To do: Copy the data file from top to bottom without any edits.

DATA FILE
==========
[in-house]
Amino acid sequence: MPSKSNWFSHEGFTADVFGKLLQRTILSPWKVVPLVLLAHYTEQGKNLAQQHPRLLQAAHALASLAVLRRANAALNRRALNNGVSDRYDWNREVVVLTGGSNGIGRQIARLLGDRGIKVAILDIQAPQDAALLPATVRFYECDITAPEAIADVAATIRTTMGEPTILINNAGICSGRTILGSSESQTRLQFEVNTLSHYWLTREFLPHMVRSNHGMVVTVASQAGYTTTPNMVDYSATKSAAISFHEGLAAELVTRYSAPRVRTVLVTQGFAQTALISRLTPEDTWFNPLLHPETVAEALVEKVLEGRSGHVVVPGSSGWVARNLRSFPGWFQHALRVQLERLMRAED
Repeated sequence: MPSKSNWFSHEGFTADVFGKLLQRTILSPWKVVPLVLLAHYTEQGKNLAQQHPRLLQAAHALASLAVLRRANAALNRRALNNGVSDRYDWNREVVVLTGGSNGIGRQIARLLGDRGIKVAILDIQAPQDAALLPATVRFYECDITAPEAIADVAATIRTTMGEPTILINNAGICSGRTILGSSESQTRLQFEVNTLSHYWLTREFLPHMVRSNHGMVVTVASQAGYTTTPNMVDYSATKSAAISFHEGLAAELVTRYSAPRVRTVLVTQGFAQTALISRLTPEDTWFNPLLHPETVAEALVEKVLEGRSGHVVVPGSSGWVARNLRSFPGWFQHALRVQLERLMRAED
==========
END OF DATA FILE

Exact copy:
[in-house]
Amino acid sequence: MPSKSNWFSHEGFTADVFGKLLQRTILSPWKVVPLVLLAHYTEQGKNLAQQHPRLLQAAHALASLAVLRRANAALNRRALNNGVSDRYDWNREVVVLTGGSNGIGRQIARLLGDRGIKVAILDIQAPQDAALLPATVRFYECDITAPEAIADVAATIRTTMGEPTILINNAGICSGRTILGSSESQTRLQFEVNTLSHYWLTREFLPHMVRSNHGMVVTVASQAGYTTTPNMVDYSATKSAAISFHEGLAAELVTRYSAPRVRTVLVTQGFAQTALISRLTPEDTWFNPLLHPETVAEALVEKVLEGRSGHVVVPGSSGWVARNLRSFPGWFQHALRVQLERLMRAED
Repeated sequence: MPSKSNWFSHEGFTADVFGKLLQRTILSPWKVVPLVLLAHYTEQGKNLAQQHPRLLQAAHALASLAVLRRANAALNRRALNNGVSDRYDWNREVVVLTGGSNGIGRQIARLLGDRGIKVAILDIQAPQDAALLPATVRFYECDITAPEAIADVAATIRTTMGEPTILINNAGICSGRTILGSSESQTRLQFEVNTLSHYWLTREFLPHMVRSNHGMVVTVASQAGYTTTPNMVDYSATKSAAISFHEGLAAELVTRYSAPRVRTVLVTQGFAQTALISRLTPEDTWFNPLLHPETVAEALVEKVLEGRSGHVVVPGSSGWVARNLRSFPGWFQHALRVQLERLMRAED